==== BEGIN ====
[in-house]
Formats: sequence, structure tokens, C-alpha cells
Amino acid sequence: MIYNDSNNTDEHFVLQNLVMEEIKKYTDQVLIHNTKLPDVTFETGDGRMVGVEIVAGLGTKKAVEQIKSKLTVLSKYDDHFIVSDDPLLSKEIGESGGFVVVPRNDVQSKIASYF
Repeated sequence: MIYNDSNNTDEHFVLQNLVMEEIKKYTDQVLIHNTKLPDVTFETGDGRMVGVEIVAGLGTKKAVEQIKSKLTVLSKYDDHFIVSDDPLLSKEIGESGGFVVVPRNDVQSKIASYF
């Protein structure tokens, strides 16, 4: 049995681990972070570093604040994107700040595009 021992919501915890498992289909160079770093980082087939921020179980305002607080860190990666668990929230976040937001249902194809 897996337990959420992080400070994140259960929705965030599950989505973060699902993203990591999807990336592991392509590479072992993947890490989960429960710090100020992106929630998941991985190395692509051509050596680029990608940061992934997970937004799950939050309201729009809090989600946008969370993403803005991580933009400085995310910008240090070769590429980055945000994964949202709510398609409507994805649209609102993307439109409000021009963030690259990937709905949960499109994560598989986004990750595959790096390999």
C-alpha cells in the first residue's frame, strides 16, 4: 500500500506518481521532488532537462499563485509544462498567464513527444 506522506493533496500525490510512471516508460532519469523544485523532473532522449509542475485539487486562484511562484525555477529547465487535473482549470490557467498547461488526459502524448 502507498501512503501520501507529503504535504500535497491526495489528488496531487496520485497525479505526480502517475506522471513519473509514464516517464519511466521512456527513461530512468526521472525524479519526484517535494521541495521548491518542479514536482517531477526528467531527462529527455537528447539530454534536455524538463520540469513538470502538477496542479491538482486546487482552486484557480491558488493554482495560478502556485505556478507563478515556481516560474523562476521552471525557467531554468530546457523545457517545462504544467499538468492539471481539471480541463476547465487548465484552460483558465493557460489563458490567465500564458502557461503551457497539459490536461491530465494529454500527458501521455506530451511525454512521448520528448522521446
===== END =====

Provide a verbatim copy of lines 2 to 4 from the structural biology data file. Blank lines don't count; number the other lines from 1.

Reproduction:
Formats: sequence, structure tokens, C-alpha cells
Amino acid sequence: MIYNDSNNTDEHFVLQNLVMEEIKKYTDQVLIHNTKLPDVTFETGDGRMVGVEIVAGLGTKKAVEQIKSKLTVLSKYDDHFIVSDDPLLSKEIGESGGFVVVPRNDVQSKIASYF
Repeated sequence: MIYNDSNNTDEHFVLQNLVMEEIKKYTDQVLIHNTKLPDVTFETGDGRMVGVEIVAGLGTKKAVEQIKSKLTVLSKYDDHFIVSDDPLLSKEIGESGGFVVVPRNDVQSKIASYF